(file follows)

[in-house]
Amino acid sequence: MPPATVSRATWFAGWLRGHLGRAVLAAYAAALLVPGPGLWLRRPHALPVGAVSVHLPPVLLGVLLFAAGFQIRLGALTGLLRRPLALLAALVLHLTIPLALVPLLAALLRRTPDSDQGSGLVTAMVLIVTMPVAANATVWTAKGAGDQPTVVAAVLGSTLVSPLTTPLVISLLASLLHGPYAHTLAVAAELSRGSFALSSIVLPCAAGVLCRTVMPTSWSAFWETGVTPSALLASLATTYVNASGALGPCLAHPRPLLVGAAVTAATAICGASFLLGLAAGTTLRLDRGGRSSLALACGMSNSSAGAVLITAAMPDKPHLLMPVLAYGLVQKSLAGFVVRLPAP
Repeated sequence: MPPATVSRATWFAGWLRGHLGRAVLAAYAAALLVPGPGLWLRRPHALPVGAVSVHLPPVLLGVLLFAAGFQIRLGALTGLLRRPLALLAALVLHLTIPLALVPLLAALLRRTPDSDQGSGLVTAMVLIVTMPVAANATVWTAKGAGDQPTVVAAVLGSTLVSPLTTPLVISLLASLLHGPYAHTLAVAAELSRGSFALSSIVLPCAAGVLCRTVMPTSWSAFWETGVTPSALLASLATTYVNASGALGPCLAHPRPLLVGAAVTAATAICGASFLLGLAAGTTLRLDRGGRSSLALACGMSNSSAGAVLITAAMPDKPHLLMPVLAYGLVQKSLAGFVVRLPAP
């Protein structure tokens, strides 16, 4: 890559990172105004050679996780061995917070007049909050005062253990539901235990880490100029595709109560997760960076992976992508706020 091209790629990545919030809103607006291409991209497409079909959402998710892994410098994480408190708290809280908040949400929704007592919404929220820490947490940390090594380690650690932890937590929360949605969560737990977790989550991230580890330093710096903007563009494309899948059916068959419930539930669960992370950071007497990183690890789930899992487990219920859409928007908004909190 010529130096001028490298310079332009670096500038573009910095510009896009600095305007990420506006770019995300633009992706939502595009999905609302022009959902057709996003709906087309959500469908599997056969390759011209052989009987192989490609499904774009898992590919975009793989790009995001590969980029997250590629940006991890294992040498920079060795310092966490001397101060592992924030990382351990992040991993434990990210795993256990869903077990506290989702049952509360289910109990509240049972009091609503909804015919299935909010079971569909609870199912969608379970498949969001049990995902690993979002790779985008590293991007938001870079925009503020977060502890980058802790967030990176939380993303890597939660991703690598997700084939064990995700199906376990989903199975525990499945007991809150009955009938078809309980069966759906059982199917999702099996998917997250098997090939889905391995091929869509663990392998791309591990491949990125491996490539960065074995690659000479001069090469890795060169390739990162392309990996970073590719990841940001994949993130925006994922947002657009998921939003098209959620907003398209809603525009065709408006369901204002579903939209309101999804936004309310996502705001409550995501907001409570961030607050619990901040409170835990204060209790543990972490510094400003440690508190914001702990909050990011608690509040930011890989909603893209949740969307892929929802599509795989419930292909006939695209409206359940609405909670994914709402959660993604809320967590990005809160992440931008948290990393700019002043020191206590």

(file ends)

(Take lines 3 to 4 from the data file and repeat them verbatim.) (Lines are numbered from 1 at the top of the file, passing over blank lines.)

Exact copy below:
Repeated sequence: MPPATVSRATWFAGWLRGHLGRAVLAAYAAALLVPGPGLWLRRPHALPVGAVSVHLPPVLLGVLLFAAGFQIRLGALTGLLRRPLALLAALVLHLTIPLALVPLLAALLRRTPDSDQGSGLVTAMVLIVTMPVAANATVWTAKGAGDQPTVVAAVLGSTLVSPLTTPLVISLLASLLHGPYAHTLAVAAELSRGSFALSSIVLPCAAGVLCRTVMPTSWSAFWETGVTPSALLASLATTYVNASGALGPCLAHPRPLLVGAAVTAATAICGASFLLGLAAGTTLRLDRGGRSSLALACGMSNSSAGAVLITAAMPDKPHLLMPVLAYGLVQKSLAGFVVRLPAP
């Protein structure tokens, strides 16, 4: 890559990172105004050679996780061995917070007049909050005062253990539901235990880490100029595709109560997760960076992976992508706020 091209790629990545919030809103607006291409991209497409079909959402998710892994410098994480408190708290809280908040949400929704007592919404929220820490947490940390090594380690650690932890937590929360949605969560737990977790989550991230580890330093710096903007563009494309899948059916068959419930539930669960992370950071007497990183690890789930899992487990219920859409928007908004909190 010529130096001028490298310079332009670096500038573009910095510009896009600095305007990420506006770019995300633009992706939502595009999905609302022009959902057709996003709906087309959500469908599997056969390759011209052989009987192989490609499904774009898992590919975009793989790009995001590969980029997250590629940006991890294992040498920079060795310092966490001397101060592992924030990382351990992040991993434990990210795993256990869903077990506290989702049952509360289910109990509240049972009091609503909804015919299935909010079971569909609870199912969608379970498949969001049990995902690993979002790779985008590293991007938001870079925009503020977060502890980058802790967030990176939380993303890597939660991703690598997700084939064990995700199906376990989903199975525990499945007991809150009955009938078809309980069966759906059982199917999702099996998917997250098997090939889905391995091929869509663990392998791309591990491949990125491996490539960065074995690659000479001069090469890795060169390739990162392309990996970073590719990841940001994949993130925006994922947002657009998921939003098209959620907003398209809603525009065709408006369901204002579903939209309101999804936004309310996502705001409550995501907001409570961030607050619990901040409170835990204060209790543990972490510094400003440690508190914001702990909050990011608690509040930011890989909603893209949740969307892929929802599509795989419930292909006939695209409206359940609405909670994914709402959660993604809320967590990005809160992440931008948290990393700019002043020191206590």